Privacy Coin GRIN Suffers 51% Attack, Network Still Vulnerable | Crypto Briefing

  


Privacy-centric blockchain network Grin experienced a 51% attack, a type of attack where a single miner (or group of miners) acquires more than 50% of the mining hash power and takes over the network. 

Mining Pool 2Miners first reported the incident. 

Grin Network Under Attack

According to 2Miners, an unknown mining entity acquired about 57% hashpower, which enabled the entity to execute attacks. Further, 2Miners had to stop its operations as it feared rejection of new blocks. 

Grin Hash Power Distribution
Source: 2Miners

According to a Grin community member, the attacker was able to reorganize new blocks. Users can view one of the forked blocks by following this address. The attacker generated this block on Nov. 7 at 23:17 UTC.

“Shortly after, it appears the entity successfully created large reorgs in a likely attempt to double spend on an exchange. The success of the attack has not been determined,” the Grin community member wrote in the official chat room.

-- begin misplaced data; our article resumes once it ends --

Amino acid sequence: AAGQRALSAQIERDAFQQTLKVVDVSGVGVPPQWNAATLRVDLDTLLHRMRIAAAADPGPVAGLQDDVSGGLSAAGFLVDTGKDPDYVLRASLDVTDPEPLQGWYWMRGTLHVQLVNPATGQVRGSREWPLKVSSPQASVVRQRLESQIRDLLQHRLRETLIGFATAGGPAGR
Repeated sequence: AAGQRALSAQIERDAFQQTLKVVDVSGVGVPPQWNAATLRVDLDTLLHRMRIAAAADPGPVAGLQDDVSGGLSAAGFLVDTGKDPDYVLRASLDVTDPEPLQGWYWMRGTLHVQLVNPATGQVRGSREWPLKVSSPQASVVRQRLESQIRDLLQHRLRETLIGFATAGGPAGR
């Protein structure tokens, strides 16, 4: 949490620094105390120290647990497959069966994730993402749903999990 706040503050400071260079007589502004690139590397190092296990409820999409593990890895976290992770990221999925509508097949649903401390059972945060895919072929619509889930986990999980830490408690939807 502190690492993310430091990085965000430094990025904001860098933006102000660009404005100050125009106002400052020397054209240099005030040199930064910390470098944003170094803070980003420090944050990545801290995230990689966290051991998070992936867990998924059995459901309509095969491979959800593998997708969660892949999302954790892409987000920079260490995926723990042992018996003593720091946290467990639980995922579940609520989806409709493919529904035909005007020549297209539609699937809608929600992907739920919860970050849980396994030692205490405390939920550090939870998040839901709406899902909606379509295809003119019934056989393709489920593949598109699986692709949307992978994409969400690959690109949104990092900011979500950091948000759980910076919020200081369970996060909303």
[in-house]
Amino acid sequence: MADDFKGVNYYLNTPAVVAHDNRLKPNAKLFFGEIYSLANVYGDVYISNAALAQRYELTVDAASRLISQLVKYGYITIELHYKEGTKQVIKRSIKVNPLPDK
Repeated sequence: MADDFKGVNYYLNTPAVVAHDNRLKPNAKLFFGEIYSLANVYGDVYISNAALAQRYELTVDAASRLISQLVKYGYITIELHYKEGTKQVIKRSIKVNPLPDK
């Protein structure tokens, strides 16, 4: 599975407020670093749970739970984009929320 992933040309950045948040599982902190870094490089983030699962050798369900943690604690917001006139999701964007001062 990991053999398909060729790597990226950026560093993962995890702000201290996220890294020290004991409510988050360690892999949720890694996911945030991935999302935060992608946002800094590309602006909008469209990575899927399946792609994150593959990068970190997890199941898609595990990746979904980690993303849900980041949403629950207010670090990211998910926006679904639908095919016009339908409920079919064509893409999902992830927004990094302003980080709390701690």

Crypto Briefing also learned that the Grin team has notified all exchanges about the situation and is working with them to prevent hackers from spending any forked coins. 

51% attacks have plagued notable PoW blockchains in the past as well. For instance, a similar attack took place in September against Ethereum Classic

It is not very expensive to launch 51% attacks against some PoW blockchains, particularly those with a small number of miners or low hash power. 

In fact, the estimated cost of lancing a 51% attack on Grin for an hour is only $77 currently, as per Crypto51





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